Monotheistic religions place God outside nature and denigrate all things physical as unspiritual. This has fostered an attitude that material things are traps, unimportant, or there purely to serve our needs. Pagans have a radically different outlook, seeing divinity and nature as connected at the least. For some, nature is the divine made manifest, for others, spirit pervades all things, or Gods are born of nature. The distinctions may seem subtle, but are important. However, what all of these approaches share is a sense that everything matters.

It’s very easy to live a careless life, taking without thought for the consequence, if you see the material world as ‘just stuff’. I assume this is what most people believe, because it makes sense of the way in which we as a species  relate to the planet and its other inhabitants.

What happens if you embrace the idea that all thing, both living and inanimate, are full of spirit and inherently sacred? Not just the idea that temples and trees are sacred, but that there is spirit in the chair you are sitting on, a spark of divinity in your trousers. Look around you. If everything you can see has some kind of awareness and purpose of its own, if everything is connected through the flows of spirit, and you can imagine that, how ought you relate to it? To have such an awareness of the world, creates a need to step lightly, use minimally, give back and treat with respect. To do otherwise becomes painful.

Now, I can’t rationally and scientifically prove that everything has awareness. Our society’s notion of ‘rights’ depends a lot at present on ‘like a human’ – the more like us something can be proved to be, the more inclined we are to take care of it. That is an interesting prejudice. From a certain perspective, it doesn’t matter if everything is actually, objectively, measurably sacred. We ought to treat it that way anyway. Better a life based on respect, tolerance and sustainability than a philosophy of greed that will cost us the earth. So even if you are unable to believe that either god is everywhere, or that everything is equally valuable, consider the idea that there is much merit acting as though it were so anyway and explore what this does to your perspective, and your life.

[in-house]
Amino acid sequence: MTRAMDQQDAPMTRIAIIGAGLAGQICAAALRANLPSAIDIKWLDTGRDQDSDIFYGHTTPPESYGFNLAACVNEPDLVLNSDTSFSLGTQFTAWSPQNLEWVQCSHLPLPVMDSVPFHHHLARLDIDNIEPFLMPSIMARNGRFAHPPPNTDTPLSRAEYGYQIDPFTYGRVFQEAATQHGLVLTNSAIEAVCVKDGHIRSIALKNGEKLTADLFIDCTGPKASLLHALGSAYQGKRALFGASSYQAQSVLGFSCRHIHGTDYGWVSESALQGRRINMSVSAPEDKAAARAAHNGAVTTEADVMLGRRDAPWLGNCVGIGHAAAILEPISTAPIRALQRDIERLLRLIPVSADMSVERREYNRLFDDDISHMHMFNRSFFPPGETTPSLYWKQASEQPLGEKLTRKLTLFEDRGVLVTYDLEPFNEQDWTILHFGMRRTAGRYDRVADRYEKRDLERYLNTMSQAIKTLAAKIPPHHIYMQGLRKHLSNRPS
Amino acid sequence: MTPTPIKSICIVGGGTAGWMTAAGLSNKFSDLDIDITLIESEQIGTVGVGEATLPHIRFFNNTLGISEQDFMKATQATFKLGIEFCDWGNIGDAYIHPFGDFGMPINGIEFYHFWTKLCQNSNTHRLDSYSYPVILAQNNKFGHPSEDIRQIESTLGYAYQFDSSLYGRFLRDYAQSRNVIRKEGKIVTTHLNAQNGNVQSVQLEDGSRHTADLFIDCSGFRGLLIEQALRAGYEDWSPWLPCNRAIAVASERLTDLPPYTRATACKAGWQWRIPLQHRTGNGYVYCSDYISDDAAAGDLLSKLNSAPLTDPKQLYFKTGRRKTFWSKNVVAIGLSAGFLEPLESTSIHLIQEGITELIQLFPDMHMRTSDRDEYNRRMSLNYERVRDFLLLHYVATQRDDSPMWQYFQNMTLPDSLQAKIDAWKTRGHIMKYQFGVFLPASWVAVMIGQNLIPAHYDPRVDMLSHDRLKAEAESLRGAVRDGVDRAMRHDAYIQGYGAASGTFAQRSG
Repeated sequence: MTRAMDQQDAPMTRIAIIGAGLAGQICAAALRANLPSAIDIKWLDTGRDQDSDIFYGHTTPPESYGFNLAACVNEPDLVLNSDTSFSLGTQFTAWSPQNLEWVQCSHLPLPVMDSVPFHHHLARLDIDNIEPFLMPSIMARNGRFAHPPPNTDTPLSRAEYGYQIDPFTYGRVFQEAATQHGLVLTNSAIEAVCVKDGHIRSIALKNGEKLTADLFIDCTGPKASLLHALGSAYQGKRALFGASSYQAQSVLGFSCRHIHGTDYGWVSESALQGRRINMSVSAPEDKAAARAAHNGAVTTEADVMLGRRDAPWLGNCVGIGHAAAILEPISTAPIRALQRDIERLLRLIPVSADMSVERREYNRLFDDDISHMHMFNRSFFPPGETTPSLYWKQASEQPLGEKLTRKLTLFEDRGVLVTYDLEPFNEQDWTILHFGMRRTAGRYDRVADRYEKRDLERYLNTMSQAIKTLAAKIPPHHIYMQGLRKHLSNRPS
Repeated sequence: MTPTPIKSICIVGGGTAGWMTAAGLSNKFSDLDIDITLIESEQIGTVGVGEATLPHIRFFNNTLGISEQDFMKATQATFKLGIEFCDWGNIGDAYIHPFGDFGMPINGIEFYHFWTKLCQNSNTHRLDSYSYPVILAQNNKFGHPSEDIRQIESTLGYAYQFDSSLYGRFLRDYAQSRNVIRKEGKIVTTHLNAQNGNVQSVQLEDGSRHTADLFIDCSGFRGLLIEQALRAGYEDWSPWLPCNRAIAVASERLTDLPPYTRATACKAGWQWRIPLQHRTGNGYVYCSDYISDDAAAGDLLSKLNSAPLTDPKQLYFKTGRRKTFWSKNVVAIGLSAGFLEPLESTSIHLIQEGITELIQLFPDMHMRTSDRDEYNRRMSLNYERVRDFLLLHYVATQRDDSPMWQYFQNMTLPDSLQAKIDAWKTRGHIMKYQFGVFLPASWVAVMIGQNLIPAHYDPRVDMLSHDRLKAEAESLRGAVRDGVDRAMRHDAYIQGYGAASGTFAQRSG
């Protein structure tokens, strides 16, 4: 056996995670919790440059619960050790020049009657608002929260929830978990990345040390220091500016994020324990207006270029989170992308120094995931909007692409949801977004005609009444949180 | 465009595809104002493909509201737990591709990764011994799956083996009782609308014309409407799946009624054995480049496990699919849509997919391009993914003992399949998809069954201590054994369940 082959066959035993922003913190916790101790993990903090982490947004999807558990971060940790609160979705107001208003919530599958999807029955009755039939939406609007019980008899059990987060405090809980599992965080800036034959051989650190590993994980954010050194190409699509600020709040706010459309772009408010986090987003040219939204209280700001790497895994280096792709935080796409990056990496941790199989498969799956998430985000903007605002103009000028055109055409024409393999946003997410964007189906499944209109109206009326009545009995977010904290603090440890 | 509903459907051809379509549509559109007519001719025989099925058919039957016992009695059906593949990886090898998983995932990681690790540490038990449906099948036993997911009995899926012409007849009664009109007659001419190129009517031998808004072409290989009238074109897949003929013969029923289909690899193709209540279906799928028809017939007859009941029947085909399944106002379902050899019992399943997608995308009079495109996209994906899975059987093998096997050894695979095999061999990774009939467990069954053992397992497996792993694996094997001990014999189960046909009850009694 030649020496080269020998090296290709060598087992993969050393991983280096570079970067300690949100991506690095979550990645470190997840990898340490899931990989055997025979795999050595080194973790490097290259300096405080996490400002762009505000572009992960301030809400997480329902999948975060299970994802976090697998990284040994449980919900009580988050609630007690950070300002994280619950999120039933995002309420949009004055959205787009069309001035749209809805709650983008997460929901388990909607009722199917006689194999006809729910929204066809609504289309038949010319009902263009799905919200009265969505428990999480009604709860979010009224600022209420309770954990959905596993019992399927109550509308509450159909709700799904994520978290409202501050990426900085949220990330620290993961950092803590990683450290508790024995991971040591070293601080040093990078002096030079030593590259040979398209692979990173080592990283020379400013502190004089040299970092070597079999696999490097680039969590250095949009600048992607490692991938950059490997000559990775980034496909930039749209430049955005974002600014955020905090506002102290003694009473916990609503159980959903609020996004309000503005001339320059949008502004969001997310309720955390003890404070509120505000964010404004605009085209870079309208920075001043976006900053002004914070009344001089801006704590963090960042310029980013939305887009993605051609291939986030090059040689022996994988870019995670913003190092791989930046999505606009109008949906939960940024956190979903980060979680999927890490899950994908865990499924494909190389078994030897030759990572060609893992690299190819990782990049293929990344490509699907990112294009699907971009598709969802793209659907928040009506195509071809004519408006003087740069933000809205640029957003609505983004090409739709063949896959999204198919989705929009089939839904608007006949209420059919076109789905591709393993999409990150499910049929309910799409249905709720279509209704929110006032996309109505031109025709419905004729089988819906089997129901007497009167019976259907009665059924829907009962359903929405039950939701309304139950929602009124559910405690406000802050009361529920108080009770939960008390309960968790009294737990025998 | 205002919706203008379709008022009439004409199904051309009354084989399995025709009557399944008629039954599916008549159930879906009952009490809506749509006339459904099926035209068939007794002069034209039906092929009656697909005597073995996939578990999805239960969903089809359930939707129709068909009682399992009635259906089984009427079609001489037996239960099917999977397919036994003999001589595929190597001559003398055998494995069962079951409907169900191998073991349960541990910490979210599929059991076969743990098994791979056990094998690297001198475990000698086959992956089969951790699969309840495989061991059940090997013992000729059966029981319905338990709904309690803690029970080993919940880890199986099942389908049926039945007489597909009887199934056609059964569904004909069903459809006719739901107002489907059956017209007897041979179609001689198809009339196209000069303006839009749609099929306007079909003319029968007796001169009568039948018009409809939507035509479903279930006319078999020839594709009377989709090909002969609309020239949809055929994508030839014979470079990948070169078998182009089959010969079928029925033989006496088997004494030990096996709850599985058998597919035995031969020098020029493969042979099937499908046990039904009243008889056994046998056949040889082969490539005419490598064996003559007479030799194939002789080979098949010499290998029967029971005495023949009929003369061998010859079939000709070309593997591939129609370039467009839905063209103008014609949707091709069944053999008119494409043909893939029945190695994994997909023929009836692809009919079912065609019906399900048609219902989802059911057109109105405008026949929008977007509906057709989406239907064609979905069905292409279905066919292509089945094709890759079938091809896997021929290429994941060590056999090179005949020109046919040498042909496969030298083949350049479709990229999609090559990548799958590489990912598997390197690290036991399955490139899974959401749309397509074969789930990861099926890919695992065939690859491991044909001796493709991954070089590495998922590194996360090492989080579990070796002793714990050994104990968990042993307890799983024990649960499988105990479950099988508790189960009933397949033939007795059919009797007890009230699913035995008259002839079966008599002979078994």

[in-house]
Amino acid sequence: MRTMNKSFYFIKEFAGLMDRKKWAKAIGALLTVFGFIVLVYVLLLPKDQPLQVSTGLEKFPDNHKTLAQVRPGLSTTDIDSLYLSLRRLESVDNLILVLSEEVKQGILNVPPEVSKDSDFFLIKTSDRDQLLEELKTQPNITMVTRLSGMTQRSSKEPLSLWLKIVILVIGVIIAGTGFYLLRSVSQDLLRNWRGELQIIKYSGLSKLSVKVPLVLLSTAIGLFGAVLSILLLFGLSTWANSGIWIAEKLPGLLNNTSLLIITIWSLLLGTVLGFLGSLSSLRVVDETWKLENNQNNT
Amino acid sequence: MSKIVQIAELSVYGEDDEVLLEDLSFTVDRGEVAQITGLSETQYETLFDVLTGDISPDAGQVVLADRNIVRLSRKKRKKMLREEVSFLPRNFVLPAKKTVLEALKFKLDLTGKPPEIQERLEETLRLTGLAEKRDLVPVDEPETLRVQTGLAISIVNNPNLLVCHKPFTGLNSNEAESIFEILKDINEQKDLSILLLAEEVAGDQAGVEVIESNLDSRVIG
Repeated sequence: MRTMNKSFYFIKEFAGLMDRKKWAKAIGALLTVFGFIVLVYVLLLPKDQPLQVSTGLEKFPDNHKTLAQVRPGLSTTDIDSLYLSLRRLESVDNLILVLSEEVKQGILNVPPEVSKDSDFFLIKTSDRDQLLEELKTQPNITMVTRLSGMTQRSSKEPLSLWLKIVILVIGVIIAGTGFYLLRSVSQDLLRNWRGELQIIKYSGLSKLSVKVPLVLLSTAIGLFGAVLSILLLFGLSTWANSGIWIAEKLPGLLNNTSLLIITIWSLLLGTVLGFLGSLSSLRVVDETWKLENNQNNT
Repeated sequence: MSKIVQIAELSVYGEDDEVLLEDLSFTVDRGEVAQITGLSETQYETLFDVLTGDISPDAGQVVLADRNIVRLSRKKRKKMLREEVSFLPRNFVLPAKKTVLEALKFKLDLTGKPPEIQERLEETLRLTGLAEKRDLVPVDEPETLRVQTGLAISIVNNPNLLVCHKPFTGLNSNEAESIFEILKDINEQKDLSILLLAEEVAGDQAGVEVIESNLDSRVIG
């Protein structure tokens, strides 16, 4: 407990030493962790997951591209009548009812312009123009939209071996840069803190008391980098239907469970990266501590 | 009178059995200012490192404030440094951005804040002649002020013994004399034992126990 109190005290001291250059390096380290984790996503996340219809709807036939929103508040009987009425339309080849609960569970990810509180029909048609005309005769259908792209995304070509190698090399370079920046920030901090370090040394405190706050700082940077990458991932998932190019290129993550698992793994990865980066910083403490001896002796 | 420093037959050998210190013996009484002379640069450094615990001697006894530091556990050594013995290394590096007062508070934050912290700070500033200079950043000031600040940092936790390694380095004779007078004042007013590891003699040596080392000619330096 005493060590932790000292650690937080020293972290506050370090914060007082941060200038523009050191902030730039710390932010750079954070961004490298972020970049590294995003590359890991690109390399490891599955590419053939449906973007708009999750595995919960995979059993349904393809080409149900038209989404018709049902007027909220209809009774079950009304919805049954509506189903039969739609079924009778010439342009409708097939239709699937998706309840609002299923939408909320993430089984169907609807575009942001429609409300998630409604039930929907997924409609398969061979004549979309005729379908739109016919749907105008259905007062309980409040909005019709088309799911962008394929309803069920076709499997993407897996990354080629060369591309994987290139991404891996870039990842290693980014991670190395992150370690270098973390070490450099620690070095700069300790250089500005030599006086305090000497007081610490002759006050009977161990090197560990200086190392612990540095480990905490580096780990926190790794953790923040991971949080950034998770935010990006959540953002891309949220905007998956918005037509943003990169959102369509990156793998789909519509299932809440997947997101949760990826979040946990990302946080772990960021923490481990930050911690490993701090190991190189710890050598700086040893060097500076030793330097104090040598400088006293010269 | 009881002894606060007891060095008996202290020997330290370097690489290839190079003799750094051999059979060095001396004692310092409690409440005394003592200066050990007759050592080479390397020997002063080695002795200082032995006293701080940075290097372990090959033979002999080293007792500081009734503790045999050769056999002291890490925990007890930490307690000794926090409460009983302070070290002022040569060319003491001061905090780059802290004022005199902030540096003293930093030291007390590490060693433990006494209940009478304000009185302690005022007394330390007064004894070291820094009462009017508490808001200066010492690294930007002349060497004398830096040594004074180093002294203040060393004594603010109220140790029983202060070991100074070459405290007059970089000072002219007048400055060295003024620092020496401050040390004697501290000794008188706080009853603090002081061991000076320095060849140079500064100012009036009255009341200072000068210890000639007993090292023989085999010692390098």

One line to consider is how this affects sense of self. If all things are infused with spirit and to be treated as sacred, then I too (and you, dear reader) are also infused with spirit and inherently sacred. It is an understanding that makes self respect essential, accepting yourself as part of the magical whole that is existence. What then should you do, as a sacred, spiritual entity? Treating your own body and mind with respect becomes more important. Treating well the environment that nourishes you becomes more important. Seeking a connected, balanced, meaningful place in the world becomes vital. A whole different set of values, duties and creative possibilities emerge when we view ourselves as unique and precious, in a world that consists entirely of unique and precious things. Nothing, and no-one can be written off as worthless. Nothing should be discarded. Everything matters.